Will Westside Include The Bible In History and Literature Class In The Curriculum?

JONESBORO, AR (KAIT) It could be one of the few classes of it's kind in the area......and it could be coming to Westside High School.

Controversy may follow this class, but administrators hope the community will embrace it.

"It begins with the first book of the Bible.  The first semester it goes through and talks about the events of the Bible, figures, who they were, timeline of events...that sort of thing," said Westside Superintendent, Dr. James Best.

The title of the class is the Bible in History and Literature, but it's not a crash course in religious beliefs.

The class curriculum will teach the history of the Bible, it's not a lesson in theology.

"Religion is part of our country's history.  It's hard to separate the two, but it can be mentioned without influencing the way one might think or what there opinion may be," said Dr. Best.

Westside Superintendent Dr. James Best says like any other class students take, the person selected to teach the class will have to follow a curriculum---making sure it maintains a secular lesson plan.

"If we were to have this class next year, the instructor would have to be chosen with the same care that we would with any other class.  Once selected, we would have total confidence in that person to do the job," said Dr. Best.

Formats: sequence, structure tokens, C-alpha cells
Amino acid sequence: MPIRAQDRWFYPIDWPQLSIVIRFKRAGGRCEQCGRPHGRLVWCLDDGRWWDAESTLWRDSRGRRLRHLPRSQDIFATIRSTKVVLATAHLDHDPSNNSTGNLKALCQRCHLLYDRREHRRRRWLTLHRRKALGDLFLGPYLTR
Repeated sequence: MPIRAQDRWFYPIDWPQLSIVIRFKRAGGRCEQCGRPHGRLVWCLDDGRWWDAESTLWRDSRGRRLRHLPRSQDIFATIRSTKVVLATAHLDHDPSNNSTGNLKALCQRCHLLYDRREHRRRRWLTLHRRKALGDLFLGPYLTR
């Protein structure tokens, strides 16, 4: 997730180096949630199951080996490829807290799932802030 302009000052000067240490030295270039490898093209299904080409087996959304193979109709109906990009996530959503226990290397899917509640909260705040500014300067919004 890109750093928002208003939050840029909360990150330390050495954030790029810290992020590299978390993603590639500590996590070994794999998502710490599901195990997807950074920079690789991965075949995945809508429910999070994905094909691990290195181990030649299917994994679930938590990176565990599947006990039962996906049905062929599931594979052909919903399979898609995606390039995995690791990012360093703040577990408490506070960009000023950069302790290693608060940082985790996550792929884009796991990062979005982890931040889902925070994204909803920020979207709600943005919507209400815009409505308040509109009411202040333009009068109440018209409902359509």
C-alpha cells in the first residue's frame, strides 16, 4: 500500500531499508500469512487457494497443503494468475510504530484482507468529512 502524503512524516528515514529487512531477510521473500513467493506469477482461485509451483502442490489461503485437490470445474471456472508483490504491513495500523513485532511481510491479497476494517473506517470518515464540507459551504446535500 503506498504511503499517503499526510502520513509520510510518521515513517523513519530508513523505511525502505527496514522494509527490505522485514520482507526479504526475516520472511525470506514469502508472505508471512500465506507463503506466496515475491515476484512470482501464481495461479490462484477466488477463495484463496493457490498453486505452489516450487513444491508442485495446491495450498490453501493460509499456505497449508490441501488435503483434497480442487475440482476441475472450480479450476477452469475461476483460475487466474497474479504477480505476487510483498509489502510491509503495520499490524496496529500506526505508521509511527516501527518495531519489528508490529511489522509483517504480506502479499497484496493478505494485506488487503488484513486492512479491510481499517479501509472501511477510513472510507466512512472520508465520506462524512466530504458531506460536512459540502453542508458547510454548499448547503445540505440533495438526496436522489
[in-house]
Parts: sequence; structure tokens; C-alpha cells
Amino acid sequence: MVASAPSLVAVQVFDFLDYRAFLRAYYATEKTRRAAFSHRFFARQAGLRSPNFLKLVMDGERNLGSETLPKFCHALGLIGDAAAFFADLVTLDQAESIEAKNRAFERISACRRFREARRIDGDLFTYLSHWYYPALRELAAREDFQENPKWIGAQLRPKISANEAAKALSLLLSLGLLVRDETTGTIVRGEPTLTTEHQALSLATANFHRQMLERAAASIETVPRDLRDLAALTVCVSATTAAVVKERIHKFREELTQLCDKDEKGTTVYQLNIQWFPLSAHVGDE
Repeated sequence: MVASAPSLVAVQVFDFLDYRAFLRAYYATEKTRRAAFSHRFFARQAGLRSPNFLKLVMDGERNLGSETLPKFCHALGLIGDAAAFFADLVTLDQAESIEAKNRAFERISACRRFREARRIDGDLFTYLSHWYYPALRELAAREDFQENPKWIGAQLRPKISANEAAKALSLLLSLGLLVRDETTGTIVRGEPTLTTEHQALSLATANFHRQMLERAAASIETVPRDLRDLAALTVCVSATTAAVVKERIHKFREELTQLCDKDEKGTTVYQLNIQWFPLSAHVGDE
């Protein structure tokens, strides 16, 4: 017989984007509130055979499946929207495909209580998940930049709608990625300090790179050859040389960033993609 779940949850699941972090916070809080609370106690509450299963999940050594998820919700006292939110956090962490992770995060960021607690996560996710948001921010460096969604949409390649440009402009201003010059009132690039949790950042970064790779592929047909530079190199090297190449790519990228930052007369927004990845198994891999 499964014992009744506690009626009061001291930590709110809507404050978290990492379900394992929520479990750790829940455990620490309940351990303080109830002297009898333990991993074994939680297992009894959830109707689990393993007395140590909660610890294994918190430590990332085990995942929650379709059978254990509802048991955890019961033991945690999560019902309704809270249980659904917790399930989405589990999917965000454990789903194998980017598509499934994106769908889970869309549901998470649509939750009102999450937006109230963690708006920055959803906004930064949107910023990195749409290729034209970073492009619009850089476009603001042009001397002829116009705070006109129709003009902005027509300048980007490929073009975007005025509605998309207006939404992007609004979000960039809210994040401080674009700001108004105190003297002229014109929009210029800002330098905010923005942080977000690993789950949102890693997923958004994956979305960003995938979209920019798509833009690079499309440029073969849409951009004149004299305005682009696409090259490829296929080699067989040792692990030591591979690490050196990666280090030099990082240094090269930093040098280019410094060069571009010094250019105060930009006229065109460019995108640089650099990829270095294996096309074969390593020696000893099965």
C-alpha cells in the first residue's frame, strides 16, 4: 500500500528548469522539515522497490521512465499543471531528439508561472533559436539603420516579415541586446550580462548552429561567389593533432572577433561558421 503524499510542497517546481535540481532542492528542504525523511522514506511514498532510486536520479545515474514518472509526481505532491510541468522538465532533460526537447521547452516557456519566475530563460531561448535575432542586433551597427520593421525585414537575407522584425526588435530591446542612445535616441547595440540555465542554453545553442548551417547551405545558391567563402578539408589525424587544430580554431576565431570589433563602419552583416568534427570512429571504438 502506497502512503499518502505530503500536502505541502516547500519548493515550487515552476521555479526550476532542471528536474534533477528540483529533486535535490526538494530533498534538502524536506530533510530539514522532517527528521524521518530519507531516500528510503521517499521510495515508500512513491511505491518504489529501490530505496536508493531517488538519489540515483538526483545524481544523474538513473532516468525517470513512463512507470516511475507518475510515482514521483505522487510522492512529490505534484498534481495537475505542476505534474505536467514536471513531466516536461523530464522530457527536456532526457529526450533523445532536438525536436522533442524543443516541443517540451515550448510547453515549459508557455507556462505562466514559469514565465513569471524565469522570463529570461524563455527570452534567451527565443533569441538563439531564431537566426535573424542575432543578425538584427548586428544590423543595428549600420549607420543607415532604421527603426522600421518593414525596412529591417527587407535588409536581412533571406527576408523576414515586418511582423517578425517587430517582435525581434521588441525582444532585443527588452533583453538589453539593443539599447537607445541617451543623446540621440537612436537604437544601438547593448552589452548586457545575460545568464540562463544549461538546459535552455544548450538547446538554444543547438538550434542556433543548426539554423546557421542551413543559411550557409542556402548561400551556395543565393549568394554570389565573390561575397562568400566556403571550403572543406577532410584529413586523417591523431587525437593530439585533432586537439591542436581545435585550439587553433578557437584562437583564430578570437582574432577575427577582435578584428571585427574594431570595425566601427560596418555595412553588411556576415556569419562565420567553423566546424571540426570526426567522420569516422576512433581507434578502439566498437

"If Westside is allowed to teach the Bible in history and literature class next year, it will be offered to students in 10th, 11th, and 12th grades...as an elective class.

"It would be a class that if a family did not feel comfortable with their child taking, they are under no obligation to take it," said Dr. Best.

Westside School Board members are now reviewing course material for the class.

The next step is to send a course application to the Department of Education in Little Rock for review.

If it's approved, Dr. Best says they will probably put the textbook and course materials on review for community feedback.

"This school district belongs to our community. It's not mine, it's not our school boards. It belongs to the community. If they don't want it in our schools we're certainly not going to push it," said Dr. Best.

If the curriculum of the class is approved by the state and board, the class could be offered to students as early as next fall.